At the beginning of the nineteenth century, almost all of South and Central America, and significant territories in the Caribbean and North America, remained under the sovereignty of the Spanish and Portuguese Crowns. When the legitimacy and reach of Spanish domestic power was thrown into disarray by Napoleon’s decision to impose his brother Joseph on the Spanish throne in 1808, Spanish authorities across the empire had to determine how to respond.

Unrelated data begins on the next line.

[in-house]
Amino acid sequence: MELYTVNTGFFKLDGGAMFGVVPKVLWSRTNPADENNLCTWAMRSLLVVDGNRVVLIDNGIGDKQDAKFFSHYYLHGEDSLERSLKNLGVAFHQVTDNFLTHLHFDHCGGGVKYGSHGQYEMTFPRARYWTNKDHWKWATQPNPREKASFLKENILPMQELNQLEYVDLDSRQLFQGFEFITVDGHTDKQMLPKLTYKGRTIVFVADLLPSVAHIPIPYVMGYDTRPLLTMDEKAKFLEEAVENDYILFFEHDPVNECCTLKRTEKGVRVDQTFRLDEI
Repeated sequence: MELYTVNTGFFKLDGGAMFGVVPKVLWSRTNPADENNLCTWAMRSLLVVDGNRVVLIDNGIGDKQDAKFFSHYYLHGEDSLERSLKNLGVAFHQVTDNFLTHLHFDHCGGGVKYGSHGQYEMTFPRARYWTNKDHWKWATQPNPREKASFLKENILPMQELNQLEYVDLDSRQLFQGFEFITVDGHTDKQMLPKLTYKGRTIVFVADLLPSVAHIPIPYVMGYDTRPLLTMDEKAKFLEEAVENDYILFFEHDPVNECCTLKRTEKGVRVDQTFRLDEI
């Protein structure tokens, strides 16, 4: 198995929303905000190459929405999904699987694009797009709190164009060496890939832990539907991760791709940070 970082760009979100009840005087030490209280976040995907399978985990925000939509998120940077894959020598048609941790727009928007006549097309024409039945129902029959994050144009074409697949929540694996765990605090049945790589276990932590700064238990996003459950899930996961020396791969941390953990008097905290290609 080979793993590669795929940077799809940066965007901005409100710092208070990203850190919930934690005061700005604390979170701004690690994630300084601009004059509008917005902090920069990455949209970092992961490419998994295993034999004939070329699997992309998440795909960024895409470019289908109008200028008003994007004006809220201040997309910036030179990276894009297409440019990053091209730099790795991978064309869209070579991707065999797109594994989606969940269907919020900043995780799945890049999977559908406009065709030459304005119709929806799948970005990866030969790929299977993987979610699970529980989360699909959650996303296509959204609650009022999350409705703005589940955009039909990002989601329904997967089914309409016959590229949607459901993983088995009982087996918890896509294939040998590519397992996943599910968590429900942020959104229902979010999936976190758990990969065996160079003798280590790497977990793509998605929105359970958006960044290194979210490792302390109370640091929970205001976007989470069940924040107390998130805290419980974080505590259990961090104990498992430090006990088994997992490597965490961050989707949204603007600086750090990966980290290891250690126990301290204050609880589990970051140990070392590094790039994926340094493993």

As the political crisis in Spain deepened, Spanish American peoples pressed for dramatic changes to their status and sovereignty, and waves of bloody and messy conflicts ensued. Drawing heavily on the revolutionary ideas and models from the United States of America, France, and Haiti, leaders such as Hidalgo and Bolívar pushed for independence and a new sense of cultural and political identity. By 1830, Spain’s last attempt to reconquer its former colonies had failed, and in 1836 the Congress of Spain renounced its sovereignty over the Americas. It initiated treaties to recognise over a dozen new nations including Mexico, Peru, Uruguay, Paraguay, Columbia, Venezuela, Argentina, Bolivia, Chile and Brazil.